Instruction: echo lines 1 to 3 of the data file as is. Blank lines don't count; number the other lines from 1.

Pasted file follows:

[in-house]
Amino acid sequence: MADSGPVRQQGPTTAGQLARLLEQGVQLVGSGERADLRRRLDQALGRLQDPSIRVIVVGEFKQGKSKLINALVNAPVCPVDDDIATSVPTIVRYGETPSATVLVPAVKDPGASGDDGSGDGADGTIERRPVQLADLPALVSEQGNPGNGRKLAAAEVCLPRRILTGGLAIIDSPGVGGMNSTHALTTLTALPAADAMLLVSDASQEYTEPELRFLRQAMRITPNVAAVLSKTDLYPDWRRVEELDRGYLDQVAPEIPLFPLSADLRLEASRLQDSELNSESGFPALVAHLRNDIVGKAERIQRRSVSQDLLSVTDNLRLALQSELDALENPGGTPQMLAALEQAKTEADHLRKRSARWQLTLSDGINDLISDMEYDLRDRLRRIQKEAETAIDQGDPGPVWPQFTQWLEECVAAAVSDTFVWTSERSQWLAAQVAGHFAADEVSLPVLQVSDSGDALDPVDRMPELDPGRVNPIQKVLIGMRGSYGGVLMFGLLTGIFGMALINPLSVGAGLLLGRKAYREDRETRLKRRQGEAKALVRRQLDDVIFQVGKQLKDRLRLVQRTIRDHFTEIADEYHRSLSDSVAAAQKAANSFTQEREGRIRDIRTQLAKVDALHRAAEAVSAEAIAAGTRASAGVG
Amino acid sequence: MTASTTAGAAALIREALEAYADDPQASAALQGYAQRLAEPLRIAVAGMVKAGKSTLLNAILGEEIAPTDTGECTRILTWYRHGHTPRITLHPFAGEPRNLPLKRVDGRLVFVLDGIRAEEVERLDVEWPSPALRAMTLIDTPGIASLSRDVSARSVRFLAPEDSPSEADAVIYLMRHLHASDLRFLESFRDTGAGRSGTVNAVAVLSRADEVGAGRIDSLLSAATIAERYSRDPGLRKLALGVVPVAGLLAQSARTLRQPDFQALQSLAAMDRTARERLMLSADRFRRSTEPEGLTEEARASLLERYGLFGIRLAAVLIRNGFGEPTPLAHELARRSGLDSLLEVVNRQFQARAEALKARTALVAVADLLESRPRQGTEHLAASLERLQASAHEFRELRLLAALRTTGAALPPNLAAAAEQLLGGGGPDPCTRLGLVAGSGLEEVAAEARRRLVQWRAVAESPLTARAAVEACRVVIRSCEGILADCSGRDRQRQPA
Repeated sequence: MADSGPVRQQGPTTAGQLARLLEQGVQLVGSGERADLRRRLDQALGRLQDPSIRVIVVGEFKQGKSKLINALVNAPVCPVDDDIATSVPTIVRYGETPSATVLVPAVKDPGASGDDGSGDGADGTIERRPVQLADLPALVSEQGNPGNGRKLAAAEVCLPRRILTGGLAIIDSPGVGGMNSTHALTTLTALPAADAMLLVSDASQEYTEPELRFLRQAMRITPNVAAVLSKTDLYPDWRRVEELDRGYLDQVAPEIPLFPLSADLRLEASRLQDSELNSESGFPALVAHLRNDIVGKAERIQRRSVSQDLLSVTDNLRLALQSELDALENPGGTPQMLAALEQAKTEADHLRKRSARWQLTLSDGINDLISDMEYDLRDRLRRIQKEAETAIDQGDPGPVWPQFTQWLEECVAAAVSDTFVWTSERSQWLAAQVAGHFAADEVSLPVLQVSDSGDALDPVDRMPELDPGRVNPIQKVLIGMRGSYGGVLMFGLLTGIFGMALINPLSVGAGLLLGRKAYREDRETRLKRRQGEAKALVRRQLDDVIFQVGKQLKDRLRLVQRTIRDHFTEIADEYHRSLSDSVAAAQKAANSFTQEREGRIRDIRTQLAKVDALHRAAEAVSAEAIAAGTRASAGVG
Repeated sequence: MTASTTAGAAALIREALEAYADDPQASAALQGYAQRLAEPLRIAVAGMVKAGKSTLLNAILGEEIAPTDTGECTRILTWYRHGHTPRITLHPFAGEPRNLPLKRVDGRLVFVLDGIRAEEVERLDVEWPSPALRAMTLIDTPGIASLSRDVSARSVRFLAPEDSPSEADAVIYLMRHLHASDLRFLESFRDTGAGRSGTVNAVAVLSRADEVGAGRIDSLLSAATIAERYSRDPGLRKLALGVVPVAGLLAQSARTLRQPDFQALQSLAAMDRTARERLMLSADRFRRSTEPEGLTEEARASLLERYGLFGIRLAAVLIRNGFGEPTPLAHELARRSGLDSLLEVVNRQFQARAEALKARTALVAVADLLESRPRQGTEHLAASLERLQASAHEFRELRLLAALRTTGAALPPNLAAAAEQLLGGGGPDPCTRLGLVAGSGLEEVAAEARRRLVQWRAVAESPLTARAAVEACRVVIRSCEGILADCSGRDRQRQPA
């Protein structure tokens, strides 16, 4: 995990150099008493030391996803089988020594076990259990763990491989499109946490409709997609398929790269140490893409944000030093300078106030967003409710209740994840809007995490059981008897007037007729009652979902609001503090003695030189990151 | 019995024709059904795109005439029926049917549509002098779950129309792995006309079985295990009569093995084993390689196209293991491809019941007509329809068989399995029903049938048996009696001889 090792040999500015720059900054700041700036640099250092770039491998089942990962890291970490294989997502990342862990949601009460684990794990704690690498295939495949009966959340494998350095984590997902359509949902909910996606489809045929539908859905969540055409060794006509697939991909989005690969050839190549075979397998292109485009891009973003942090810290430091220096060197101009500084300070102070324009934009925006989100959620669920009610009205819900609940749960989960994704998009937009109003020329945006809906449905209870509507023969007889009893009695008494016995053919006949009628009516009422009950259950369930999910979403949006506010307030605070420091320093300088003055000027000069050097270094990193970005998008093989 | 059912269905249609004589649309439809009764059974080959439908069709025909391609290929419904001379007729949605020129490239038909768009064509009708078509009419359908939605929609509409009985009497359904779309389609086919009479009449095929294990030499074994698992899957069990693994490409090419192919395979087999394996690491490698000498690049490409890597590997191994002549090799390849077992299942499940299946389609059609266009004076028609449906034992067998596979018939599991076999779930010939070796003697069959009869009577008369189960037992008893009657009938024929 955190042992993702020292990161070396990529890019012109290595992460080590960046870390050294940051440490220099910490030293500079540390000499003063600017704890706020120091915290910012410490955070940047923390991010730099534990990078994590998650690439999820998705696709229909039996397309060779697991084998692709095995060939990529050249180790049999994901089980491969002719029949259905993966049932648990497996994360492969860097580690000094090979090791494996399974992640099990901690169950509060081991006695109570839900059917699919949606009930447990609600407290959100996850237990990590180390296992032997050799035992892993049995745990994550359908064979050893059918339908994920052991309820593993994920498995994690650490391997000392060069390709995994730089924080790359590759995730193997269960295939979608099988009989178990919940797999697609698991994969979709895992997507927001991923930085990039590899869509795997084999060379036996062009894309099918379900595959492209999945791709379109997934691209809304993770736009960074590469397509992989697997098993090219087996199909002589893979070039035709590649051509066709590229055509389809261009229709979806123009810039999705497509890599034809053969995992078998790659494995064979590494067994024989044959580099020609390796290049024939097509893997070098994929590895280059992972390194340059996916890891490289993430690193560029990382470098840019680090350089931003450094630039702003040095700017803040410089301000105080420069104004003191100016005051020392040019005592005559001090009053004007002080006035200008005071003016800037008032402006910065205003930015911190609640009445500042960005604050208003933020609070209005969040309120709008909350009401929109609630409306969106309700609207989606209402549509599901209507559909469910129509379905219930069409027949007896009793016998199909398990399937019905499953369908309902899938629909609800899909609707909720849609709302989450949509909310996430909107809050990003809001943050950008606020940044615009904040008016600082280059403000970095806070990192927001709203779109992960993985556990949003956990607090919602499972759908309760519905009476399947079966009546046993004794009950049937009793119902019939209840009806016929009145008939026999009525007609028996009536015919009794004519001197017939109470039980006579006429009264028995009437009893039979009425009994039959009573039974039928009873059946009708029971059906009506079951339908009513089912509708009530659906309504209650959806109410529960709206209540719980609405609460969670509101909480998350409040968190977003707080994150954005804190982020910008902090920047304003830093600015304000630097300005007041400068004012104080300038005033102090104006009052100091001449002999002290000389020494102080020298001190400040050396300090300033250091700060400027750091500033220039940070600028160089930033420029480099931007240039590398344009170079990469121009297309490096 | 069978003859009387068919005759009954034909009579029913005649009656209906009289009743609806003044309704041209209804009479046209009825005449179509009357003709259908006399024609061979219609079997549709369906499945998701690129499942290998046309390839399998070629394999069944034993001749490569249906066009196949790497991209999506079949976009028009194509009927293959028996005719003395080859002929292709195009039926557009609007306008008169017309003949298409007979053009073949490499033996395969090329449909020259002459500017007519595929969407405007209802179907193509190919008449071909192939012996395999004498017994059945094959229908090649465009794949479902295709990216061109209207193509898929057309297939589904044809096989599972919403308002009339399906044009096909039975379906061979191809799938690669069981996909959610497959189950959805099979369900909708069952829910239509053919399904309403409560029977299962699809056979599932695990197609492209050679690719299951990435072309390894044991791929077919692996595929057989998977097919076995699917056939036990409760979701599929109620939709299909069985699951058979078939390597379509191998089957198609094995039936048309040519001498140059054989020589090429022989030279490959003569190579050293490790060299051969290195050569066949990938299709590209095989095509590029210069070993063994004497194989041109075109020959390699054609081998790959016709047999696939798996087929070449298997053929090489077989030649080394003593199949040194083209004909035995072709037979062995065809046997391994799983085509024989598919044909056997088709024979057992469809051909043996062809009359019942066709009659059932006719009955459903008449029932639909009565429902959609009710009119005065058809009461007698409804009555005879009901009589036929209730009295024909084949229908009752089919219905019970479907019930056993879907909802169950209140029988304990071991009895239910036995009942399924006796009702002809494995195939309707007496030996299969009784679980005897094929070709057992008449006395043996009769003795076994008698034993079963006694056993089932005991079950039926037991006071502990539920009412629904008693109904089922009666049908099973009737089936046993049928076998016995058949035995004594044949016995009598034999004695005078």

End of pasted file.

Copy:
[in-house]
Amino acid sequence: MADSGPVRQQGPTTAGQLARLLEQGVQLVGSGERADLRRRLDQALGRLQDPSIRVIVVGEFKQGKSKLINALVNAPVCPVDDDIATSVPTIVRYGETPSATVLVPAVKDPGASGDDGSGDGADGTIERRPVQLADLPALVSEQGNPGNGRKLAAAEVCLPRRILTGGLAIIDSPGVGGMNSTHALTTLTALPAADAMLLVSDASQEYTEPELRFLRQAMRITPNVAAVLSKTDLYPDWRRVEELDRGYLDQVAPEIPLFPLSADLRLEASRLQDSELNSESGFPALVAHLRNDIVGKAERIQRRSVSQDLLSVTDNLRLALQSELDALENPGGTPQMLAALEQAKTEADHLRKRSARWQLTLSDGINDLISDMEYDLRDRLRRIQKEAETAIDQGDPGPVWPQFTQWLEECVAAAVSDTFVWTSERSQWLAAQVAGHFAADEVSLPVLQVSDSGDALDPVDRMPELDPGRVNPIQKVLIGMRGSYGGVLMFGLLTGIFGMALINPLSVGAGLLLGRKAYREDRETRLKRRQGEAKALVRRQLDDVIFQVGKQLKDRLRLVQRTIRDHFTEIADEYHRSLSDSVAAAQKAANSFTQEREGRIRDIRTQLAKVDALHRAAEAVSAEAIAAGTRASAGVG
Amino acid sequence: MTASTTAGAAALIREALEAYADDPQASAALQGYAQRLAEPLRIAVAGMVKAGKSTLLNAILGEEIAPTDTGECTRILTWYRHGHTPRITLHPFAGEPRNLPLKRVDGRLVFVLDGIRAEEVERLDVEWPSPALRAMTLIDTPGIASLSRDVSARSVRFLAPEDSPSEADAVIYLMRHLHASDLRFLESFRDTGAGRSGTVNAVAVLSRADEVGAGRIDSLLSAATIAERYSRDPGLRKLALGVVPVAGLLAQSARTLRQPDFQALQSLAAMDRTARERLMLSADRFRRSTEPEGLTEEARASLLERYGLFGIRLAAVLIRNGFGEPTPLAHELARRSGLDSLLEVVNRQFQARAEALKARTALVAVADLLESRPRQGTEHLAASLERLQASAHEFRELRLLAALRTTGAALPPNLAAAAEQLLGGGGPDPCTRLGLVAGSGLEEVAAEARRRLVQWRAVAESPLTARAAVEACRVVIRSCEGILADCSGRDRQRQPA